Fruit and Vegetable Scraps for Composting at Gatton campus
Fruit and Vegetable Scraps for Composting at Gatton campus

UQ’s Gatton campus isn’t letting a scrap of food go to waste thanks to their smart and sustainable new composting initiative.

Introduced in March 2017, first at the campus Walkway Café and then at the campus dining hall, the system allows kitchen staff to collect food scraps such as vegetable peelings and fruit rinds from production and place them in a dedicated organics green bin. Suez staff then collect the green bins each day along with other organic waste on campus and transfer it all for composting.

Gatton’s dining hall serves three meals a day, seven days a week, to students occupying the 436 rooms at Gatton Halls of Residence—that’s a lot of food.

“The morning organic recycling is mostly fruit and salad ingredients for breakfast and lunch prep, with vegetables being the main recyclable from dinner preparation,” reveals Manager of Gatton Catering, Michael Williams.

"We try to ensure production food wastage is kept to a minimum through good kitchen practices and encourage students to come back for second helpings rather than overfill their plates, thus reducing food waste."

Head of Gatton Halls of Residence, Simon Scott, is delighted with the results so far. “It’s been a great initiative to recycle food waste from the Dining Hall and Walkway Café kitchens,” he says. “It’s been a relatively easy transition to separate food waste for composting and divert it from going to landfill.”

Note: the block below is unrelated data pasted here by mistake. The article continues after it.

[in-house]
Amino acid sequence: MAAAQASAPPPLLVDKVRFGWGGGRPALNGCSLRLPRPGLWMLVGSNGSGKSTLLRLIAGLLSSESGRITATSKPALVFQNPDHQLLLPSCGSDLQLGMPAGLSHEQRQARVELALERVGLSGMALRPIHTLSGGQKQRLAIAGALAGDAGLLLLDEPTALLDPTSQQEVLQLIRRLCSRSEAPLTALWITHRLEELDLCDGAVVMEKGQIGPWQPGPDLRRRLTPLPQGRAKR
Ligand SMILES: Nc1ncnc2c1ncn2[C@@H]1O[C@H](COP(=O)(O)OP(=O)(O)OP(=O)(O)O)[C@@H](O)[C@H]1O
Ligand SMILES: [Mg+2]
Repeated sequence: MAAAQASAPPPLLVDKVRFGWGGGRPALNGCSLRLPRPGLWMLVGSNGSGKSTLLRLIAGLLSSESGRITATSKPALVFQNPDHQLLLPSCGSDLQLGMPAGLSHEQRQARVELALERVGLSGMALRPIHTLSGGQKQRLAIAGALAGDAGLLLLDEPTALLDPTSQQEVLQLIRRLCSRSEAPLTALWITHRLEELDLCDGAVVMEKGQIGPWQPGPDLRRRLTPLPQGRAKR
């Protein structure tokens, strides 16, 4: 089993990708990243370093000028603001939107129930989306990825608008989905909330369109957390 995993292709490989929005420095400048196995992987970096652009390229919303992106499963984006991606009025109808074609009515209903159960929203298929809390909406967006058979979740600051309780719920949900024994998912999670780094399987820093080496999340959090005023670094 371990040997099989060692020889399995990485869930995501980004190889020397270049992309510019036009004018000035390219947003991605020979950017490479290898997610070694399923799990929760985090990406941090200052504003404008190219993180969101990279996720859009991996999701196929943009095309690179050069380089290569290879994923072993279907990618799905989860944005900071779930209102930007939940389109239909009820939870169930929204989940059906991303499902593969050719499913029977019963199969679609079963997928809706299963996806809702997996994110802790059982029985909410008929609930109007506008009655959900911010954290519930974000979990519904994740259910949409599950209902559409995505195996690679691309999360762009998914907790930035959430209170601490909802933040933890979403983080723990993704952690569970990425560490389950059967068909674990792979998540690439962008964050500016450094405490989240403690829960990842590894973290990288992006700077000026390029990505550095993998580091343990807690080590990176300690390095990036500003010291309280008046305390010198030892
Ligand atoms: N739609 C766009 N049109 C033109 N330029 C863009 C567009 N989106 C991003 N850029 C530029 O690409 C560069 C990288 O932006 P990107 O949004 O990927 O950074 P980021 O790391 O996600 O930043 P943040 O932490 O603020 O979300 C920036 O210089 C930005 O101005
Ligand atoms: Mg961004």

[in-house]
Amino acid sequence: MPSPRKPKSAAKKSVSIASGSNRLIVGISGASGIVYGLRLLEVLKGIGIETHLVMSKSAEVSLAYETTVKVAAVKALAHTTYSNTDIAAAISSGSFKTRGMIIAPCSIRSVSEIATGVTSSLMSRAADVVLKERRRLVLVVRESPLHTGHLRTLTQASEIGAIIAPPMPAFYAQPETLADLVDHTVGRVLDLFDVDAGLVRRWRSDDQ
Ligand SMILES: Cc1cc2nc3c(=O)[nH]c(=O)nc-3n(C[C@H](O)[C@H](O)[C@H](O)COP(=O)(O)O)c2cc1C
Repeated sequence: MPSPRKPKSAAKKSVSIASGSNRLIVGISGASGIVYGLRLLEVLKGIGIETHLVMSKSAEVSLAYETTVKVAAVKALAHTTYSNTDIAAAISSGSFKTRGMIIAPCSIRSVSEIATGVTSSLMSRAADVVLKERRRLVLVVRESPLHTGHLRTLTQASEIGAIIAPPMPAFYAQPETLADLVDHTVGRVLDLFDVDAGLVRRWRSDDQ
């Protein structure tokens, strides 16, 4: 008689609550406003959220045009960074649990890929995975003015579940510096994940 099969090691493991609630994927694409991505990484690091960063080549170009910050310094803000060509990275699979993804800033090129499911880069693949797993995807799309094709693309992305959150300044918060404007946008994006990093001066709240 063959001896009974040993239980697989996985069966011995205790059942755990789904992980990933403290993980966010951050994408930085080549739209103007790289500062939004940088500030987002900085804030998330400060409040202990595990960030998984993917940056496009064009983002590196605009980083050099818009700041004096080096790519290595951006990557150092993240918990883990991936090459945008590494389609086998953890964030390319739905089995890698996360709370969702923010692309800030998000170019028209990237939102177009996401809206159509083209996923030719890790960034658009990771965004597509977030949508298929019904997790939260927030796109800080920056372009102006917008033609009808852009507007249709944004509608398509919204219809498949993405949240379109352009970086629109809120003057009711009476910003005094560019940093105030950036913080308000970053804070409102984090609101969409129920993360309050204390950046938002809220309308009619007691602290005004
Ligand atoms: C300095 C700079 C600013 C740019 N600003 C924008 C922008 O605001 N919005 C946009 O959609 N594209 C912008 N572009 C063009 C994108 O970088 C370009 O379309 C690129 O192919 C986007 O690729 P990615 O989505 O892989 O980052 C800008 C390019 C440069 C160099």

Although the waste recycling stream is referred to as ‘organic’, the term in this context doesn’t mean that the food being recycled is organic, but instead refers to the nature of the material being recycled—‘organic waste’ generally means food, garden clippings and degradable carbon such as paper and cardboard.

Food scraps and garden waste are ideal for composting, as they contain valuable nutrients that can enrich soil and limit the need for artificial fertilisers. 

Composting itself is an especially beneficial activity when it comes to the environment—the simple act of recycling material such as food scraps can reduce landfill and prevent greenhouse gas emissions. It’s great to see Gatton embracing this sustainability initiative—it’s given us food for thought indeed! 

 

 

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